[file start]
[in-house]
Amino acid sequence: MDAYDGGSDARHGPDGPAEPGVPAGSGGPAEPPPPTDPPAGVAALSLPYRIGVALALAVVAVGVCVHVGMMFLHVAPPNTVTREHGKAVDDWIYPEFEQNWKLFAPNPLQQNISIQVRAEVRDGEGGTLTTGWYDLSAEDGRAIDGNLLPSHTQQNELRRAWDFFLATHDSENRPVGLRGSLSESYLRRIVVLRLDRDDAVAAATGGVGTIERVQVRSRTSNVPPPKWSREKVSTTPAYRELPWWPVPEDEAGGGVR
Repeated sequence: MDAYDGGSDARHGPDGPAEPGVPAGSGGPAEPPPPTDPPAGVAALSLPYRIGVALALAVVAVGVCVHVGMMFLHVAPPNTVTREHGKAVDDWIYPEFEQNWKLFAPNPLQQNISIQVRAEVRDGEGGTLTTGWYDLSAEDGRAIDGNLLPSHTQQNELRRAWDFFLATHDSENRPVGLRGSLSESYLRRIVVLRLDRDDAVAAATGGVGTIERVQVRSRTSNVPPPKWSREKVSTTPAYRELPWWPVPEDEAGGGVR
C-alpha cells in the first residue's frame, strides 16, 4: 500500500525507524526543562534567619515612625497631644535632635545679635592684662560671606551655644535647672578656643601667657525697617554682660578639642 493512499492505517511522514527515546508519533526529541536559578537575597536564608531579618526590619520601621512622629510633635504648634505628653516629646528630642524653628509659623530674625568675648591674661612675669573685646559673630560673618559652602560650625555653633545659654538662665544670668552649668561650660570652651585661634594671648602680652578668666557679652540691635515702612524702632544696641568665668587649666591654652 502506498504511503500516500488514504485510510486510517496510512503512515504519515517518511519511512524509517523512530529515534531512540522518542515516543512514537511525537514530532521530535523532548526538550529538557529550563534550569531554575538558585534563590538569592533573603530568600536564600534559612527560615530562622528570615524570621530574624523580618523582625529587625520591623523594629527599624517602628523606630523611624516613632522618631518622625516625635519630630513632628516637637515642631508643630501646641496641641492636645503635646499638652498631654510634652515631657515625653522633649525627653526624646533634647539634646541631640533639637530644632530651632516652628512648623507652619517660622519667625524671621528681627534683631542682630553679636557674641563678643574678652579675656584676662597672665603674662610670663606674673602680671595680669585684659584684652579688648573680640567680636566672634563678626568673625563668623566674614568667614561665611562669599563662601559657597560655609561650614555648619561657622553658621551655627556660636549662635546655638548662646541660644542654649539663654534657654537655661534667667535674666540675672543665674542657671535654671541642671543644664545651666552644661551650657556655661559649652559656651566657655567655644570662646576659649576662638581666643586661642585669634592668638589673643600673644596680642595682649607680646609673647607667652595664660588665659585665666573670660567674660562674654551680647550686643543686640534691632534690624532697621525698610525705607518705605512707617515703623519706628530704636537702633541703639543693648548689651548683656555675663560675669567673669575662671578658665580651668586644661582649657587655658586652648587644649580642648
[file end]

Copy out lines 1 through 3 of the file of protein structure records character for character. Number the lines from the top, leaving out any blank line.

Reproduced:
[in-house]
Amino acid sequence: MDAYDGGSDARHGPDGPAEPGVPAGSGGPAEPPPPTDPPAGVAALSLPYRIGVALALAVVAVGVCVHVGMMFLHVAPPNTVTREHGKAVDDWIYPEFEQNWKLFAPNPLQQNISIQVRAEVRDGEGGTLTTGWYDLSAEDGRAIDGNLLPSHTQQNELRRAWDFFLATHDSENRPVGLRGSLSESYLRRIVVLRLDRDDAVAAATGGVGTIERVQVRSRTSNVPPPKWSREKVSTTPAYRELPWWPVPEDEAGGGVR
Repeated sequence: MDAYDGGSDARHGPDGPAEPGVPAGSGGPAEPPPPTDPPAGVAALSLPYRIGVALALAVVAVGVCVHVGMMFLHVAPPNTVTREHGKAVDDWIYPEFEQNWKLFAPNPLQQNISIQVRAEVRDGEGGTLTTGWYDLSAEDGRAIDGNLLPSHTQQNELRRAWDFFLATHDSENRPVGLRGSLSESYLRRIVVLRLDRDDAVAAATGGVGTIERVQVRSRTSNVPPPKWSREKVSTTPAYRELPWWPVPEDEAGGGVR